Terms to Know: Diabetic Foot Ulcers

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by the WoundSource Editors

Cellular and/or tissue-based products: Formally referred to as skin substitutes, these are engineered products, both cellular and acellular, intended to facilitate biological repair or regeneration of wound tissue by providing signaling, structural, or cellular elements.

Debridement: Intentional removal of non-viable tissue and debris from the wound through one or more modalities, some of which are selective for non-viable tissue and some which are non-selective (sharp [conservative or excisional/surgical], mechanical, autolytic, enzymatic/chemical, and biological.

Diabetic peripheral neuropathy: Many patients with diabetes have this condition affecting the function of the sensory, motor, and autonomic nervous systems and resulting in loss of protective sensation, biomechanical deformities of the foot, and altered sweat gland function, respectively.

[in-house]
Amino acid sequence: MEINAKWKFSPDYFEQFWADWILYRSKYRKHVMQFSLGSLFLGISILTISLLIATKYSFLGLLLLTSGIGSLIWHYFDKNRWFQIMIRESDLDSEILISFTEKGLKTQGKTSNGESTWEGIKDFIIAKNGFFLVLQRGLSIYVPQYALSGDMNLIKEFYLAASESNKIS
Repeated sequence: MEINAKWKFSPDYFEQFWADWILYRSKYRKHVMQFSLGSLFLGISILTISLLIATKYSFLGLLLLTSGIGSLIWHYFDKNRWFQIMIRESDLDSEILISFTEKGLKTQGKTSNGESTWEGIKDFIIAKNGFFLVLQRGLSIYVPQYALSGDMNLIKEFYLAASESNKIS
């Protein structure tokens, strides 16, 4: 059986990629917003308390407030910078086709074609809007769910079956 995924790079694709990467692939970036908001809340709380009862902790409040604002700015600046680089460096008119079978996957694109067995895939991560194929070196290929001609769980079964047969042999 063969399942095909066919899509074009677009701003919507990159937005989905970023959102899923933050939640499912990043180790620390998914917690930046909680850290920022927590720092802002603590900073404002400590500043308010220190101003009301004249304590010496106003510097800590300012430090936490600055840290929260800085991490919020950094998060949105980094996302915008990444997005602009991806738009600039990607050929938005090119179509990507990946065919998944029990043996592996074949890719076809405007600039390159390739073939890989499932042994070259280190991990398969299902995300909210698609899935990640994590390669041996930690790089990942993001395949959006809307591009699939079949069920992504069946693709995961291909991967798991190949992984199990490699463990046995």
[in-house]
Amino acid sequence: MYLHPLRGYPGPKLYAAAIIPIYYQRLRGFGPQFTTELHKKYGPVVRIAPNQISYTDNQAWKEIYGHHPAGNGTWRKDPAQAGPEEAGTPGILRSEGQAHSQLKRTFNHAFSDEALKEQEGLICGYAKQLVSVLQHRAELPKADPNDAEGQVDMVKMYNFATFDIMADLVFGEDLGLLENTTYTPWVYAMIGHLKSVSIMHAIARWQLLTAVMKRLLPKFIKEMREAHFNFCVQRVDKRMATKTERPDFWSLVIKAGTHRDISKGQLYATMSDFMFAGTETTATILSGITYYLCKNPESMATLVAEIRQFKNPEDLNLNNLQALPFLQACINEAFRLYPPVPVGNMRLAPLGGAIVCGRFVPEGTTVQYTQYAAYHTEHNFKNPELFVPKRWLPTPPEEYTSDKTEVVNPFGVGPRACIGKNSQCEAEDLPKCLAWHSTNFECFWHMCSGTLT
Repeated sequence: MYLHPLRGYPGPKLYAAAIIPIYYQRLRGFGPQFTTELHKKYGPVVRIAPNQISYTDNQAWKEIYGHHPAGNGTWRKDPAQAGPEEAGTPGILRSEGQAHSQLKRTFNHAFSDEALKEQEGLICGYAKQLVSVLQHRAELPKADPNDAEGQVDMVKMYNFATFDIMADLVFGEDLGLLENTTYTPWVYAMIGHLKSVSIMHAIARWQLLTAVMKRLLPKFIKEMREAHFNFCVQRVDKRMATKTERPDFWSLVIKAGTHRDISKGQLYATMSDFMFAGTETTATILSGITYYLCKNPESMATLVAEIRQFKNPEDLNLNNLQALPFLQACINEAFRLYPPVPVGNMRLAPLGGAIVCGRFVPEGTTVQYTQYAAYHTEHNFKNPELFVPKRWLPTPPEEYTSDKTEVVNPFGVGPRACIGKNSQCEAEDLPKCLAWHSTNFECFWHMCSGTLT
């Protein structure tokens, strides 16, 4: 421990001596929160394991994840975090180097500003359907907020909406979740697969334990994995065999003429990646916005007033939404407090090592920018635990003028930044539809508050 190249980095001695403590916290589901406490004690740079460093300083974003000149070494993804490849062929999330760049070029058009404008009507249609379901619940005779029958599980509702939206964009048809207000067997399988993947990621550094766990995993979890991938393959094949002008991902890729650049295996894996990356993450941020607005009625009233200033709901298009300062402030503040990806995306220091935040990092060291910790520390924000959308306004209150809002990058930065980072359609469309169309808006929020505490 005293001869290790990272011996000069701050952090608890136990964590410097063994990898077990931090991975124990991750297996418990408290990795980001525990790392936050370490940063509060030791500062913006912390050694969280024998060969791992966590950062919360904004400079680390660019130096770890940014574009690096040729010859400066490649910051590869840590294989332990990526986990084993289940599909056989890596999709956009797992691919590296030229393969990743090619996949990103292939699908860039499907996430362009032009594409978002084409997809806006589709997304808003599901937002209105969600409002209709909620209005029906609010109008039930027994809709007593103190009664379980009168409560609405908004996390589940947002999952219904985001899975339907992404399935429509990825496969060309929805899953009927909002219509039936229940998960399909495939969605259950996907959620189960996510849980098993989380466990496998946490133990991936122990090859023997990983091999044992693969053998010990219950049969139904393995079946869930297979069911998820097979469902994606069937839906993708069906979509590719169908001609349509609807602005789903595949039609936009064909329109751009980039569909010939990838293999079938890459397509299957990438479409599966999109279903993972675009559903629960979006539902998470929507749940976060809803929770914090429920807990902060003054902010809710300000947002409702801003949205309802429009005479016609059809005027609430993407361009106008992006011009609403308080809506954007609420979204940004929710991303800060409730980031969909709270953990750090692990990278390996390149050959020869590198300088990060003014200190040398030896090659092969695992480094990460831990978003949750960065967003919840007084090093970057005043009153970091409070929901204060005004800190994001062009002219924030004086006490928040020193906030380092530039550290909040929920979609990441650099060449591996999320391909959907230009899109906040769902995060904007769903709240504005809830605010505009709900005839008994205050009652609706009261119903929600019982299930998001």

Ischemia: Insufficient vascular supply possibly resulting in tissue damage if no intervention occurs; can be caused by either acute obstruction (critical limb ischemia) or constriction (possibly chronic vascular complications of disease states such as diabetes mellitus).

Mixed-etiology ulcer: This term refers to foot ulcerations in patients with diabetes that are multifactorial and are often confounded by concomitant issues such as ischemia.

Offloading: The mechanical process of distributing weight and dynamic forces evenly; this can be accomplished with external application of layers of padding and placement of a rigid device over the lower extremity for healing of diabetic foot ulcers.

Osteomyelitis: Presence of clinical infection penetrating cancellous and surrounding cortical bone; in diabetic foot ulcers, osteomyelitis is often treated by resecting the affected bone and adjacent tissue or with the administration of a prolonged course of oral or intravenous antibiotics.

Pre-ulcerative lesion: More commonly known as a callus, or a localized area of hypertrophied stratum corneum, typically found on the plantar, medial, and lateral surfaces of the foot, and indicating an area of repetitive external pressure or trauma; in patients with diabetes, calluses are exacerbated by peripheral neuropathy.

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